Since I was already at Trader Joe’s, I picked up their crystalized Vitamin C instead of the Emergency. 1/4 tsp. is more than enough C, about 1000mg. Seemed easier and more convenient than trying to deal with the Emergen-C.

        Thanks for this recipe, Zach. I’ve used it as the basis for my own version. I have a few bugs to work out, namely getting a bit more fiber, upping the Choline somehow and dealing with the Potassium, but I already feel better “eating” this. http://www.makesoylent.com/recipes/51fc25095d5f6902000000f4

  38. Zach says:

    By the way, WordPress seems to have dropped about a dozen comments a few days ago – really sorry if that happened to you :<

  39. Dan Skinner says:

    I’ve been looking into Soylent for a while now and this is exactly the kind of starter recipe I was looking for. The simplicity and small number of ingredients makes it the perfect place to start deriving your own formulation.

    Do you have any thoughts on using uncooked oat flour?

    Do you have a spreadsheet or something that contains all the nutrient values for the ingredients and the targets you are aiming for?

    • Zach says:

      I think uncooked oat flour is probably fine. Lots of people in Europe eat muesli, raw oats soaked in water or milk. Whatever good things the water might be doing (possibly helping deactivate phytic acid) are probably enhanced by the fact that it’s ground, so this may be one step up from muesli.

      I do advise soaking as long as possible though. I am for mixing each meal one meal ahead, so it soaks at least a few hours, and breakfast soaks overnight.

  40. Andrew Stebenne says:

    Hey Zach,

    I’ve just started a diet that includes your soylent as the primary source of food, and it’s working great! I love the taste and the texture of the mix. However, I have one question. Perhaps due to my body type, or my previous eating habits (a lot of snacking), I still feel like I ought to eat after I drink a serving of soylent. I’ve tried adding more calories through olive oil, as per your previous suggestion, but it doesn’t seem to help a huge amount. What else would you suggest to make the mix more filling?

    For reference, I’m 5’7″ and about 185 lbs.

    Thanks!

    • Zach says:

      You could try adding more protein or fiber, which contribute to feeling full. You might also look for clues in whatever you want to snack on. For awhile I was craving salty foods, and then I upped the salt a smidge and it went away.

  41. fabyeah says:

    Thanks so much for the recipe and instructions Zach!

    One questions: How do I mix the powder, so it’s an even, homogenous mix, when I only need one third of it for one meal?
    Do i need a blender or hand mixer? Or is there another way that doesn’t require these gadgets?

    • Zach says:

      Personally, I just mix it for awhile by hand until it looks homogenous. If it’s a little bit off it shouldn’t make much difference.

      • robjc says:

        After I measure mine I dump it into a ziplock bag and sort of do a shake ‘ n ‘ bake motion with it… works fairly well. Then I have another ziplock that I cut one of the corners off to funnel it into my water bottle that already has the water in it. After shaking I add the olive oil and shake some more. One of my first times trying it I put everything in a cup that wasn’t great for mixing and put it into the fridge. After I started drinking it I found that a lot of the olive oil settled, so now I’ve claimed my wife’s Ymca water bottle because works pretty well.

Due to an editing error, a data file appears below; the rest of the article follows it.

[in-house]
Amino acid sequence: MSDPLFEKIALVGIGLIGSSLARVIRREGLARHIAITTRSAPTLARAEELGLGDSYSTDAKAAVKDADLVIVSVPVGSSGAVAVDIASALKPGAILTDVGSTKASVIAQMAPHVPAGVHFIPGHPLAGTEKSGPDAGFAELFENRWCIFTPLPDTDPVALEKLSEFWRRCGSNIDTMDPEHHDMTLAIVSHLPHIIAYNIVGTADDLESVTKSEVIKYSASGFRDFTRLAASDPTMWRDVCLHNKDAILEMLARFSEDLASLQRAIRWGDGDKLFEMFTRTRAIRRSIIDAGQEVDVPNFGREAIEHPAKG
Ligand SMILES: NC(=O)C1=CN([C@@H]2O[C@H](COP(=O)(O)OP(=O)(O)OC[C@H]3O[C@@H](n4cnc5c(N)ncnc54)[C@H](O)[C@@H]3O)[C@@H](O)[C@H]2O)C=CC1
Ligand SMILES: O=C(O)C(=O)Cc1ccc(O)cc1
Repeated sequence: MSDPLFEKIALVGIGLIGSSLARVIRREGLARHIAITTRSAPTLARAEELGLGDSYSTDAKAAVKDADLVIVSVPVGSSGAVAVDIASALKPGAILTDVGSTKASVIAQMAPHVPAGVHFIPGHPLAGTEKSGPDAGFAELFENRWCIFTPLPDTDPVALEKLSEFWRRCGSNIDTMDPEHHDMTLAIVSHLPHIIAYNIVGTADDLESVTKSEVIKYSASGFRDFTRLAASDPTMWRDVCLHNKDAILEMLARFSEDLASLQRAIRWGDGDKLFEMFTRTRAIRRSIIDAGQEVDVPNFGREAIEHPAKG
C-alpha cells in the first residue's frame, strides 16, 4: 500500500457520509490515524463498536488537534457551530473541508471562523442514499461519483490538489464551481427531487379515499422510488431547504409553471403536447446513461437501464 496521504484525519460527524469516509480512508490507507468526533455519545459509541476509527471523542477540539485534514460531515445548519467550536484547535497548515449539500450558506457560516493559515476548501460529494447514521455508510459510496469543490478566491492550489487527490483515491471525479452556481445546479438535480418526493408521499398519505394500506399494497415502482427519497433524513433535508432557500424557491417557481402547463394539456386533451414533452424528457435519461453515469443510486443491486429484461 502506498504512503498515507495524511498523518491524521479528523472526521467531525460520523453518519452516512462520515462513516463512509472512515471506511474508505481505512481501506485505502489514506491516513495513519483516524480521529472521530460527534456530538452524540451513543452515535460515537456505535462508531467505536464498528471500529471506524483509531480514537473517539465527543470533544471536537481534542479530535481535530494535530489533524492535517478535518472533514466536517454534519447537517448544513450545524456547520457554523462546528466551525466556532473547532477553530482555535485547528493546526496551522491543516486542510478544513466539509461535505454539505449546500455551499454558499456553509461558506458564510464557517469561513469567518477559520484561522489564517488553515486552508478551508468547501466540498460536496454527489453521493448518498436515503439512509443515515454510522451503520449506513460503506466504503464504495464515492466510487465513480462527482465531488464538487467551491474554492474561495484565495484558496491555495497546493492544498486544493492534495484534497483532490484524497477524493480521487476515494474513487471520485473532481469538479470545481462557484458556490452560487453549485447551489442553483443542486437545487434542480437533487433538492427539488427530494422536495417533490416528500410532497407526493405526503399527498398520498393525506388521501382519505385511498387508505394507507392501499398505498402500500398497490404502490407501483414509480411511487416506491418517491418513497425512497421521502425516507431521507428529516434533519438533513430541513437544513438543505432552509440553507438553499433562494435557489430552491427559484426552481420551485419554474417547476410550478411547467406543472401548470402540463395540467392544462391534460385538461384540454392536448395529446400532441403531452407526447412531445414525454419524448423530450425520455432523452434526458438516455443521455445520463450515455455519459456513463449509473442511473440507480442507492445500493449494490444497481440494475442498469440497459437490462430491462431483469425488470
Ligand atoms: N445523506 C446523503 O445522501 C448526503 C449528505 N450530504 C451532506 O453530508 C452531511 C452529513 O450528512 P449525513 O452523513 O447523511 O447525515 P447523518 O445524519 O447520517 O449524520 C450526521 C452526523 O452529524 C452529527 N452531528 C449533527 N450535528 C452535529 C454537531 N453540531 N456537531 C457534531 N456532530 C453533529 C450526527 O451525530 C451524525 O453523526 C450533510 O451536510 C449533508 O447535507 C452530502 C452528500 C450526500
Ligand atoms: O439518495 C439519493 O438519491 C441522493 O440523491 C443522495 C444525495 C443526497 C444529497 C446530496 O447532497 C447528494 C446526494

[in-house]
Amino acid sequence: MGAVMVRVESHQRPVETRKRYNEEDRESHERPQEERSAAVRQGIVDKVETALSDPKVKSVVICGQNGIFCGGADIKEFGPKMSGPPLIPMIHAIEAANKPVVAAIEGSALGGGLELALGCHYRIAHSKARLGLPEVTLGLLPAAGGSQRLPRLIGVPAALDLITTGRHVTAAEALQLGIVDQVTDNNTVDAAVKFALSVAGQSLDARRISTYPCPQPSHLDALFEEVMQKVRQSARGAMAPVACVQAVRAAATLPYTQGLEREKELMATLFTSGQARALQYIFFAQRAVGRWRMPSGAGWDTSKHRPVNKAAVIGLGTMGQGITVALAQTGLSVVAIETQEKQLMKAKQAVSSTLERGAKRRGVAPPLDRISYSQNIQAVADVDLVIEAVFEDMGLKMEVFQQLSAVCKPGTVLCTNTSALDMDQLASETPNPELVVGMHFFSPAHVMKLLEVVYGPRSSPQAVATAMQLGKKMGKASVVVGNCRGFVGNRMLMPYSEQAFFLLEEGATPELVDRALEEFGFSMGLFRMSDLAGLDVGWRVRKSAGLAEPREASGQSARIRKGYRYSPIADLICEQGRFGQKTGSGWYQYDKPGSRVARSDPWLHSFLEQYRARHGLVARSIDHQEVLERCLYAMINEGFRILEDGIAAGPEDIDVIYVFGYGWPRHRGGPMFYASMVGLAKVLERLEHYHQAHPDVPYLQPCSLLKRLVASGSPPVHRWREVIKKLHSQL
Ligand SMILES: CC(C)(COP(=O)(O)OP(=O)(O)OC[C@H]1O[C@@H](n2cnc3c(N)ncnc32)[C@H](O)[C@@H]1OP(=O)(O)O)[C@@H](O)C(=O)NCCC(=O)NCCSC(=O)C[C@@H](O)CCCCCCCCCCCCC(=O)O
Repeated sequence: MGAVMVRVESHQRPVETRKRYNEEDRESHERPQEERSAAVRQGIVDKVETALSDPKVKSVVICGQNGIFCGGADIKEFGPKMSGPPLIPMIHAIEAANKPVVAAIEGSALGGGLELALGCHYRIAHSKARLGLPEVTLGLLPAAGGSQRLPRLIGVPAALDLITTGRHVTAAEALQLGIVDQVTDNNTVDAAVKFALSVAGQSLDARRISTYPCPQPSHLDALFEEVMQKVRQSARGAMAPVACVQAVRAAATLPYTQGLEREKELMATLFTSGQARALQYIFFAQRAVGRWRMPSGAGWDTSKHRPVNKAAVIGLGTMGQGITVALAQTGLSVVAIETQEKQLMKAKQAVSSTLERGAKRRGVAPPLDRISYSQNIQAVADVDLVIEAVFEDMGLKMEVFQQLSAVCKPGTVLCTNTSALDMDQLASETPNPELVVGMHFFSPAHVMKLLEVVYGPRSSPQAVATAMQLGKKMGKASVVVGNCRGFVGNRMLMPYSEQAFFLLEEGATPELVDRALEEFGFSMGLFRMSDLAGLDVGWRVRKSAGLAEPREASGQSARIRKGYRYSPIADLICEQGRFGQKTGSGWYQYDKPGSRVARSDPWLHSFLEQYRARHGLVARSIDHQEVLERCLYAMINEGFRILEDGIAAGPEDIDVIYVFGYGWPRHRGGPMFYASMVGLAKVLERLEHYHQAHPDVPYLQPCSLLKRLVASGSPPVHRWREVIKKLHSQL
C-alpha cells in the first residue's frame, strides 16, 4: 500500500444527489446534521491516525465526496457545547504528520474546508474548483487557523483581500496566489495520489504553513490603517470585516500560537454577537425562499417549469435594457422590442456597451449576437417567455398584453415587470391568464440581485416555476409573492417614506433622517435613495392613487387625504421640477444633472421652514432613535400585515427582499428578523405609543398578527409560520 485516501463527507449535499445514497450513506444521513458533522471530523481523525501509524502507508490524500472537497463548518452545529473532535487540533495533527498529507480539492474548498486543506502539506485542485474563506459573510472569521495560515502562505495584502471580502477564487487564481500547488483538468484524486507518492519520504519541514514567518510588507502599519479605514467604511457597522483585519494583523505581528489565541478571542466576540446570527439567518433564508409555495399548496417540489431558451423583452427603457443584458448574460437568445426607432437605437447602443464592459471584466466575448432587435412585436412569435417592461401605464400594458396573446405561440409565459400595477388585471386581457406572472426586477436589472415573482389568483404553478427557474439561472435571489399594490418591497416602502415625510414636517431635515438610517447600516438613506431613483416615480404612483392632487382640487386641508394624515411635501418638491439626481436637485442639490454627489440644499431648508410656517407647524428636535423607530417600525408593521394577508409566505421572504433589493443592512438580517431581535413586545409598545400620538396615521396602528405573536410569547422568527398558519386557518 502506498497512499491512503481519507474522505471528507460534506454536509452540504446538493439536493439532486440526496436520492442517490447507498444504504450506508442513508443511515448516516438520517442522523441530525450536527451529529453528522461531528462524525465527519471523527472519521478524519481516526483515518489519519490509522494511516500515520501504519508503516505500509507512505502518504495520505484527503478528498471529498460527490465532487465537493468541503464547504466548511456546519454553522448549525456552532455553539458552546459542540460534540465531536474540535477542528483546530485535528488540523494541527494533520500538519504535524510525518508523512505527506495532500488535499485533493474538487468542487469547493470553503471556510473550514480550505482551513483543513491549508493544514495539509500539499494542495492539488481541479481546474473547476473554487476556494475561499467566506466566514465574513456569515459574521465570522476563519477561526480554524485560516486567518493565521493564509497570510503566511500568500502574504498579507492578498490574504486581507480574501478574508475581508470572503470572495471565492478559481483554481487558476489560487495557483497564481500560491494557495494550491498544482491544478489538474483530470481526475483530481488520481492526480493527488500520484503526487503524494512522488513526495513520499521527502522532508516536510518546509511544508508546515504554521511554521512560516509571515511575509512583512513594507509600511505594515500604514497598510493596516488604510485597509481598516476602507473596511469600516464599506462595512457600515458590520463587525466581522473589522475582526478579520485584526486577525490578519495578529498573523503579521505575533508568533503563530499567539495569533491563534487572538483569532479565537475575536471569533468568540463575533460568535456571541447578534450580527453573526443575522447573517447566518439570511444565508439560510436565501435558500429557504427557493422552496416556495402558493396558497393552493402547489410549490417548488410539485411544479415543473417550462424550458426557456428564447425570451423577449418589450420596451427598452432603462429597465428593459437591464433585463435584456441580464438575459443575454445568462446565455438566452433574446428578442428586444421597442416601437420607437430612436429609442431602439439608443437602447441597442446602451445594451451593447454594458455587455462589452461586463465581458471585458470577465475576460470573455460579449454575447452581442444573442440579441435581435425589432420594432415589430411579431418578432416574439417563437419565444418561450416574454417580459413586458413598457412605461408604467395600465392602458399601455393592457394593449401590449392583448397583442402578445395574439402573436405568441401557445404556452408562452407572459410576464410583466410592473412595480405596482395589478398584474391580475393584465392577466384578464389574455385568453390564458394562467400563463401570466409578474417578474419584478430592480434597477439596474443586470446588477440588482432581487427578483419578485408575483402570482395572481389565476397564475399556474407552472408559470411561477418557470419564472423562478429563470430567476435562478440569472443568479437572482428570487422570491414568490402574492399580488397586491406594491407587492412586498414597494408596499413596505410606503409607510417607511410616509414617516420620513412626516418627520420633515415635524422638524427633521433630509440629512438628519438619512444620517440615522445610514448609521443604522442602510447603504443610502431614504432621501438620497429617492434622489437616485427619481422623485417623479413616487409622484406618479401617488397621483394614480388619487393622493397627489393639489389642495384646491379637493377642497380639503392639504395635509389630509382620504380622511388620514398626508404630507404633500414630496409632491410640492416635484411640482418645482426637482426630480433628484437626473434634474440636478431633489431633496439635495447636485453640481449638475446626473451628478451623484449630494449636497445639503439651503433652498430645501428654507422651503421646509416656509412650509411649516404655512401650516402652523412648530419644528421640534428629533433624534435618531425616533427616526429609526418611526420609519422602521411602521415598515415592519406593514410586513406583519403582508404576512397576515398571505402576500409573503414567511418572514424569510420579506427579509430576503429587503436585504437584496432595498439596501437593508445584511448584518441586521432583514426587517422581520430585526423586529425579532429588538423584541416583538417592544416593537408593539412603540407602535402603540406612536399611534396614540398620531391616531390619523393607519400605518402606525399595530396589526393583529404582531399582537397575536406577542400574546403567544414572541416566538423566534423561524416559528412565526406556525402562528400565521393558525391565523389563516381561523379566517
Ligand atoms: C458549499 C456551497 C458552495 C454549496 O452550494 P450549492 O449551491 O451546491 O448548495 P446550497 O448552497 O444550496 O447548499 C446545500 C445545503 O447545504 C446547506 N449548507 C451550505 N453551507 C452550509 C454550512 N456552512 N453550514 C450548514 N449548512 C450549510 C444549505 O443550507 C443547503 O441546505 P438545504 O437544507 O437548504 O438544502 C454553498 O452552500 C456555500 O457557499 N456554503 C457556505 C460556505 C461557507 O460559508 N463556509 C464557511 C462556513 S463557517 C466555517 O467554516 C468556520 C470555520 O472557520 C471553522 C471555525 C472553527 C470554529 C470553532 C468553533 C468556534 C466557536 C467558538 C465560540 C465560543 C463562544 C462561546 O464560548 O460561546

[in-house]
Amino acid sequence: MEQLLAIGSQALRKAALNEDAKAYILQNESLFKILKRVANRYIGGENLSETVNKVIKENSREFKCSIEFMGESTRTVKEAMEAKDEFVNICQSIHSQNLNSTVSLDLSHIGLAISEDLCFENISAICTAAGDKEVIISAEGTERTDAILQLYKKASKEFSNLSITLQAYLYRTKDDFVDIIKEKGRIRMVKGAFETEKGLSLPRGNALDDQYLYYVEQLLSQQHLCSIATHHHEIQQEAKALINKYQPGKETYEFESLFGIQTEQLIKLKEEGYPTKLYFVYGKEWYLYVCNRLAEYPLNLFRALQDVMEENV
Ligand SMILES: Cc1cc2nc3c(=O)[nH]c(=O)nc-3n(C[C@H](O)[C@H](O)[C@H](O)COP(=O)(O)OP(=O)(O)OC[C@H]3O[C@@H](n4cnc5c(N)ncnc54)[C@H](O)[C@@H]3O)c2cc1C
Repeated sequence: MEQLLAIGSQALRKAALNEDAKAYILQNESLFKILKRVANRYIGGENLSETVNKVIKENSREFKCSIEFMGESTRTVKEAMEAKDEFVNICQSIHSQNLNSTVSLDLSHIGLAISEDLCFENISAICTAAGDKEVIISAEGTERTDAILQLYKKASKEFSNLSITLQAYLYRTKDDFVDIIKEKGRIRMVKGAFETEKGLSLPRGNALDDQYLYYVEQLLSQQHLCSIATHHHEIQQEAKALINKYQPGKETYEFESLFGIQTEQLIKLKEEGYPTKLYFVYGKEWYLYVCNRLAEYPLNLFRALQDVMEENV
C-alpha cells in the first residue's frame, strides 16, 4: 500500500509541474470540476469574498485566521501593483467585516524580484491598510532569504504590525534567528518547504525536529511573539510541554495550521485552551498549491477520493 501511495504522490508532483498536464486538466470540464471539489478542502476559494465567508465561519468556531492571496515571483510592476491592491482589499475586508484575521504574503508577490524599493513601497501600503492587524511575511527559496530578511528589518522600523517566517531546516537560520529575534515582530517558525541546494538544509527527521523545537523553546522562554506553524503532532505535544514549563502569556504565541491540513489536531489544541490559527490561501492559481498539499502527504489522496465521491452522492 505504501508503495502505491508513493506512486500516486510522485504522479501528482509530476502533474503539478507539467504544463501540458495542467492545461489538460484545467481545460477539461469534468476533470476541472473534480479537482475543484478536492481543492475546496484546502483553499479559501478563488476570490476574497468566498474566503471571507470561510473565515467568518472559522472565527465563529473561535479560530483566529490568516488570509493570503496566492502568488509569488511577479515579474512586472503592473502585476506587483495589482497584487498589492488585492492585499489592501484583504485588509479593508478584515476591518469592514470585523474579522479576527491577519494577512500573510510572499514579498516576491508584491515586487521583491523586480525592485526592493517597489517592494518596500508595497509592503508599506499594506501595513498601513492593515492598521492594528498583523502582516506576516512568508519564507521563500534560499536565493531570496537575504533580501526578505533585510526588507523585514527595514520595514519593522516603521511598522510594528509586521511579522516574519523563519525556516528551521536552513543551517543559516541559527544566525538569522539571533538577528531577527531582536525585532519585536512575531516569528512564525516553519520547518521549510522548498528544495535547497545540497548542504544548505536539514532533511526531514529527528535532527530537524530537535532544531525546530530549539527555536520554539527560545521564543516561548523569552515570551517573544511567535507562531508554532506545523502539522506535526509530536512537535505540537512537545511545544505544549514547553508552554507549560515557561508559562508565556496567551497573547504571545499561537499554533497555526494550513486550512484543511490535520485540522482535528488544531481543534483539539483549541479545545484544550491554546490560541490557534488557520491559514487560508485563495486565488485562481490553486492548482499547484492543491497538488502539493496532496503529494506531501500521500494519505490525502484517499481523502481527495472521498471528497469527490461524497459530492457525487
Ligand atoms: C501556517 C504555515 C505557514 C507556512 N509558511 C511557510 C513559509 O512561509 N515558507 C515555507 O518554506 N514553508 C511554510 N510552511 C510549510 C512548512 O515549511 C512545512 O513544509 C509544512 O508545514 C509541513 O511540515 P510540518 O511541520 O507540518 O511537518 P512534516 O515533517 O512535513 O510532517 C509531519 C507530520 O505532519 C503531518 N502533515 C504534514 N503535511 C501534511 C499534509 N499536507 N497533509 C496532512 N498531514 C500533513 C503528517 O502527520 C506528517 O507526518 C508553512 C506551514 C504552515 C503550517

42. fabyeah says:

    I’m trying to get all the ingredients. As I’m in Germany and the Trader Joe’s protein isn’t available here, I’m substituting another soy protein. And as our multivitamins are different, too, could you please elaborate more on the multivitamins ‘to make up for lost micronutrients’?
    What exactly do you need that’s in them? How much of what? So I can choose from the options available to me and avoid deficiency or overdosing. That would be very helpful. Thank you!

    • Zach says:

      On multivitamins… I don’t have time at the moment to give you a full answer, but I would suggest looking at the amounts listed on those two brands I mentioned, and finding something that is as close as possible to them.

      FYI, one of the main things that eliminated a large class of multivitamins from consideration was that many have excessive amounts of vitamin E, which is now thought to be detrimental.

  43. Dillon says:

    Hey Zach! Thanks for posting this, I’ve been putting all this info a spread sheet to compute and adjust for my calorie intake level.

    The one thing I’ve been struggling with is finding the manganese level contained in the Bob’s Red Mill Oat Flour. Several sites have the manganese level listed at 0 (but also have the incomplete nutritional facts). Could you direct me to the full nutritional facts or at least the manganese level of the Oat Flour?

  44. Zach says:

    Yes, this is a common problem – missing nutrients on food labels. If it’s a generic sort of food like oats/oat flour, you can flesh out the missing data with the USDA database. In the case of BRM oat flour, I’m estimating it contains 1.6 mg of manganese per 40 g, based on this database entry:

    http://ndb.nal.usda.gov/ndb/foods/show/6356?fg=&man=&lfacet=&count=&max=&sort=&qlookup=&offset=&format=Full&new=

  45. Michael Ghan says:

    Thanks so much for this recipe! However, I want to make a slight adjustment regarding the protein. How would you recommend I adjust the items if I use Plant Fusion instead of Trader Joe’s Soy Protein? I will provide a link to the site which will have the nutritional information.

    Other than that though, I just placed an order for Potassium Citrate on Amazon, so step one to creating this has begun!

    Here’s the site for plantfusion:

    http://plantfusion.net/

    • Zach says:

      Site doesn’t work for me :<

      • Michael Ghan says: